Zimbabwe officials brush off rumors of Mugabe illness
Zimbabwean officials Tuesday brushed off a report that President Robert Mugabe was gravely ill, as a lengthy trip to Singapore stirred up rumors that he was receiving treatment abroad.
Rumors swirled this week after a Zimbabwean news outlet reported Sunday that "sources in government" had revealed that Mugabe was undergoing intensive treatment in Singapore. Information Minister Webster Shamu derided the claims, saying the 88-year-old leader wasn’t in any hospital.
"It's a lot of hogwash," Shamu told the Agence France-Presse news service. "This is not the first time we have heard these rumors. If anything like that had happened, we would have issued a statement."
Mugabe was said by state media to have left for Singapore at the end of March to help arrange the next phase of studies for his daughter Bona, who got her accounting degree last year. His absence aggravated some lawmakers who complained that the government was paralyzed by his absence.
"His absence is causing great uncertainty in the country," Promise Mkwananzi, an opposition party official, told the Standard. "Zimbabweans need to know what is happening with their president."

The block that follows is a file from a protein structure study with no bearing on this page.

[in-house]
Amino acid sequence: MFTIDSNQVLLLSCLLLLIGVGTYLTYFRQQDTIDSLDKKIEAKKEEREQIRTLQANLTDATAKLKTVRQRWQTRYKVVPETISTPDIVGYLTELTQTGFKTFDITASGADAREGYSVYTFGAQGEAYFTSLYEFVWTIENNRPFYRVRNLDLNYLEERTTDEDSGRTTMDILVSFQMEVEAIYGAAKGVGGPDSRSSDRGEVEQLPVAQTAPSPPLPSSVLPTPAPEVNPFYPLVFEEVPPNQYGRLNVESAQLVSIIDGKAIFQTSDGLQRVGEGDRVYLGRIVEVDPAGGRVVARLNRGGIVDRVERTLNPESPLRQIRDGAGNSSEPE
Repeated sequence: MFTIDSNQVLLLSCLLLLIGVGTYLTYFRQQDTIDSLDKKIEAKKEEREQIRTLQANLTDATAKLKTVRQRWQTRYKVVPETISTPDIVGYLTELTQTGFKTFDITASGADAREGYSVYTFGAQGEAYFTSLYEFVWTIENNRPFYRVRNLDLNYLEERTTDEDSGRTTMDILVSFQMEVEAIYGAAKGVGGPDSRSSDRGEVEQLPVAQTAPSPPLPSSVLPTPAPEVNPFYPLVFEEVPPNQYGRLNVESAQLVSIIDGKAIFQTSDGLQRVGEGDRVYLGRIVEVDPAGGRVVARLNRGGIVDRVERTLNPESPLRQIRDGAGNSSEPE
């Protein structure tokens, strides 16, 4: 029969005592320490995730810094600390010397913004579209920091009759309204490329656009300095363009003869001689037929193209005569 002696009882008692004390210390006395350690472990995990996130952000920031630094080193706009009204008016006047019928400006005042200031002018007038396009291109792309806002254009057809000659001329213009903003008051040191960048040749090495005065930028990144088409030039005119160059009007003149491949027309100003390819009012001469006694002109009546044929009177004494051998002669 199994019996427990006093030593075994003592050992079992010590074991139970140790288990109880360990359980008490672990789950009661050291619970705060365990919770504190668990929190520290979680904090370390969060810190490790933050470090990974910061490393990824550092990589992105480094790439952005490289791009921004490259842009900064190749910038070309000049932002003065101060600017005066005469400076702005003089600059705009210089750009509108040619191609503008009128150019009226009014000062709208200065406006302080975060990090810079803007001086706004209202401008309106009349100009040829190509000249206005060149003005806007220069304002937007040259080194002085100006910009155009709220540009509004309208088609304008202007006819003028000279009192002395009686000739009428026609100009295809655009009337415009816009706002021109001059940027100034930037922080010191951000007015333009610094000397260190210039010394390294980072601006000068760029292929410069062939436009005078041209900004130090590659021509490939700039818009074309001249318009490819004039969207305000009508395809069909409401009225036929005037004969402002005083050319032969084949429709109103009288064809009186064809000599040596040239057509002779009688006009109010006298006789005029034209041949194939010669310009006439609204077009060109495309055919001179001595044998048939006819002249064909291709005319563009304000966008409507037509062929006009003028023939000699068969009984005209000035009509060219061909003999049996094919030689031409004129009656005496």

Mugabe's departure has added to the political strain in an already stressed country: He is now sharing power with his old opponents, but he wants elections to end the coalition government, one of several fissures in the fragile governing coalition.
Questions about how Mugabe is faring are perennial in Zimbabwe and have only grown more insistent after a 4-year-old diplomatic cable released by WikiLeaks said the aging leader had prostate cancer that could lead to his death in "three to five years." Mugabe and his allies dismissed it as fiction.
"I have died many times. That’s where I have beaten Christ. Christ died once and resurrected once. I don’t know how many times I will die and resurrect," Mugabe joked with reporters in February.
-- Emily Alpert in Los Angeles
Photo: President Robert Mugabe of Zimbabwe speaks to delegates at the U.N. Climate Change Conference in 2009 in Copenhagen. Credit: Peter Macdiarmid / Getty Images.